When I was 12 years old, I had to flee my home country in East Africa because of civil war and the threat of ISIS. To escape danger, I had to go on a difficult journey to safety. I travelled through the desert in Libya. I didn’t have enough food and was very thin. I still carry the scars from being shot and beaten.
I just kept going, trying to get somewhere safe. Everywhere I went, there were threats from terrorist groups. I had to get far away from danger and make sure I wasn’t caught and sent back or killed.
After crossing many countries, I ended up in France, but wanted to get to the UK, where my aunt was. In France, I didn’t know the language, had no friends or family. It was a hard life, almost like being in jail. Every day, I saw people sleeping on the street, with no life and no support. I had spent two years crossing North Africa and I did not want to spend another two years in France in limbo, sleeping rough. But that’s what I did.
While in Calais, I was among many children trying to get to the UK. I tried getting on lorries to the UK, which was nearly impossible. Imagine it: police, security, dogs that always find you. The dogs smell you, they bark, the police find you, beat you up and use tear gas. And then they send you back.
After many months, thanks to a Calais volunteer, I heard about a process to reunite with my aunt through the EU’s Dublin Regulation. When one woman found out I was 15 and my aunt was in the UK, she said she could take me to a shelter and start the process of reuniting us. I was interviewed, age assessed, had my DNA taken and interviewed again. But many months after this process began, my aunt had to unexpectedly travel to Turkey temporarily. When the Home Office found out she had left London, they said I was not allowed to come to the UK.
I was extremely fortunate to access the Dubs scheme to travel safely to the UK – the very same scheme the government has said they will not continue.
I spent the whole next week in my room feeling hopeless. I had waited seven months and after all that time I couldn’t go. Resigned to staying in France, I stopped eating, stopped washing. I remember crying at the photos my friends who had reached Glasgow, Manchester and other places would send me.
I heard about another route: the Dubs scheme, which was set up in 2016 for unaccompanied children seeking asylum to travel to the UK. I knew people who had taken this route, but I thought it was for younger children.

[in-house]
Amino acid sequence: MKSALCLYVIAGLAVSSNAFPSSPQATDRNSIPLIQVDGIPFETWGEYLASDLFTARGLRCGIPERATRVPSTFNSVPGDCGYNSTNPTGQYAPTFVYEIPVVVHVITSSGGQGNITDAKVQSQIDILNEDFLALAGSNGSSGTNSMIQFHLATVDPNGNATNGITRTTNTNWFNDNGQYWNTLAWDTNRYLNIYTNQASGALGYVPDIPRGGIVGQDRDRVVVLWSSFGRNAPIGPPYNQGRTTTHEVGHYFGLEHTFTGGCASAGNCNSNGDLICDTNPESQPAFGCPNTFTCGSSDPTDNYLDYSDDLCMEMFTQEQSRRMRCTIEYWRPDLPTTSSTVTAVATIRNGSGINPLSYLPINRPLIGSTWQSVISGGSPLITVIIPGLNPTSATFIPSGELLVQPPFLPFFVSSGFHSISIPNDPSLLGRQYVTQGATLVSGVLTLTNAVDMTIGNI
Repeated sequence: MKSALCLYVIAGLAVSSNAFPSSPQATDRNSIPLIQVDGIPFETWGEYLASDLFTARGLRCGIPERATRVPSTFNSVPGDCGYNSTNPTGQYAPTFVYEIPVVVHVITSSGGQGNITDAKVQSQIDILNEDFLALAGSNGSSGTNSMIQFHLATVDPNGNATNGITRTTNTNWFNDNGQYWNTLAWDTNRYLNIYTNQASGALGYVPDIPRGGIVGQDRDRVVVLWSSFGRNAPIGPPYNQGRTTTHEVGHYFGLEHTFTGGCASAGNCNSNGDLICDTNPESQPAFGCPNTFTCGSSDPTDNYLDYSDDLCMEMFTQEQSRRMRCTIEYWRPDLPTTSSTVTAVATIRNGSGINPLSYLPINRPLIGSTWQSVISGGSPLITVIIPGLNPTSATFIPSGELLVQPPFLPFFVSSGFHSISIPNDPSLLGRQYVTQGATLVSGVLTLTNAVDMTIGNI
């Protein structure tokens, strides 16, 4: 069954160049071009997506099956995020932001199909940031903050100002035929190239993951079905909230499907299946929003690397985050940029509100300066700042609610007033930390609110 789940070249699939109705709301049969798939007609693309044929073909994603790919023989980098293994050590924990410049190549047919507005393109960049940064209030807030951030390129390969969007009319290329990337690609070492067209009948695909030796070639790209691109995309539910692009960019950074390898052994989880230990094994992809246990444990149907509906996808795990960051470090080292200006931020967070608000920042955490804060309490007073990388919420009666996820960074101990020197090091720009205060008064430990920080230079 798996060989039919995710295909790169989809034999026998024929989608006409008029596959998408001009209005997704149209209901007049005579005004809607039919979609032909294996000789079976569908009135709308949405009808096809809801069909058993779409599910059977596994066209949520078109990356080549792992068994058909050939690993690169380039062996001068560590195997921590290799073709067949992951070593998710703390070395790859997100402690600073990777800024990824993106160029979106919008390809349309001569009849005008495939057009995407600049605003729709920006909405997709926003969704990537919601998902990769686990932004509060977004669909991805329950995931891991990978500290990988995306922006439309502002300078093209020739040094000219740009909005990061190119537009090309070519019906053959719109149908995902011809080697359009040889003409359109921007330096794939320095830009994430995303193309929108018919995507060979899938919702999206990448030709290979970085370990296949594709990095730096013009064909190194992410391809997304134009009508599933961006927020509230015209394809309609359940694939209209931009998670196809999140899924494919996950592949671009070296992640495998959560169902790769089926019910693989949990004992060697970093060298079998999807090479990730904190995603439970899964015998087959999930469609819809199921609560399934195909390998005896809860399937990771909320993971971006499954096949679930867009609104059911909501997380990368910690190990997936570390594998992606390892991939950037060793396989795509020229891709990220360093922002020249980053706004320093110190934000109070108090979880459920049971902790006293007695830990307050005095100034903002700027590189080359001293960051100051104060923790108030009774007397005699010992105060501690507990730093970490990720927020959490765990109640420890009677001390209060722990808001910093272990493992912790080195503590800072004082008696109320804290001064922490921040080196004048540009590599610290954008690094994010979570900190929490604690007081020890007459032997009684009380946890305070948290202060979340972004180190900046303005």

I thought that because I was nearly 16, I wouldn’t stand a chance, but after two weeks it was confirmed that I could. It was such a relief, like a big weight off my shoulders. The process still took ages, with interviews and travel arrangements, but I was on my way.
Finally, I got a plane to Heathrow. My new foster parents met me and took me home to Dorset. I remember how green the countryside was, and falling asleep in the car, exhausted. When we pulled into the driveway, I saw two girls – as I wondered who they were, my foster parents told me they were their daughters. Now they are my sisters and always will be. I don’t live with my foster family now, but they will always be my family. I still talk to them most days, and I am also able to see my aunt regularly, as we live in the same city.
Since I arrived in the UK, I have studied hard. Now I am at college doing sports and I want to become a fitness trainer, a lifeguard or a referee. I also campaign for refugees’ rights with the charity Safe Passage International.
A lot of children that I met on my journey are in that situation, still on the streets, still waiting.
I was extremely fortunate to access the Dubs scheme to travel safely to the UK – the very same scheme the government has said they will not continue. With Brexit, the UK has left the EU’s Dublin Regulation, which also makes it much harder for children like me to reunite with their families.
This makes me feel sad, to think of all those children, homeless with no other option. I think of a friend who I met in Calais; we were there together for seven month and both started the process under the Dubs scheme, but he wasn’t successful. His life is very different to mine. He lives on the street and sometimes doesn’t have food to eat. Now he, and so many like him, may never be able to come here. If I hadn’t been successful in reaching the UK, I would have ended up going camp to camp, with no documents and no hope. I could have ended up on the streets without support. A lot of children that I met on my journey are in that situation, still on the streets, still waiting.
With the challenges I went through and all the things I experienced, sometimes I can’t believe I’m alive. When I remember the people I saw who died, remember being shot in Libya, it all feels so surreal. I have friends who haven’t been as lucky as me. So when I look at people here and reflect on my life – leaving my country, my journey through Libya, my time in Calais – I think it is important that people know what others have been through just to be here. I want people to hear my story and realise how lucky they are.
I am proud of how far I have come, and of where I am today. I didn’t choose these experiences, they happened to me, but everything I have been through has made me stronger.
I had no choice, no option but now here I am. I want to get on with my life. Every child fleeing war or persecution should have the same opportunities that I have, and the same right to safety.
Muste is a former unaccompanied child refugee, and a campaigner with Safe Passage International
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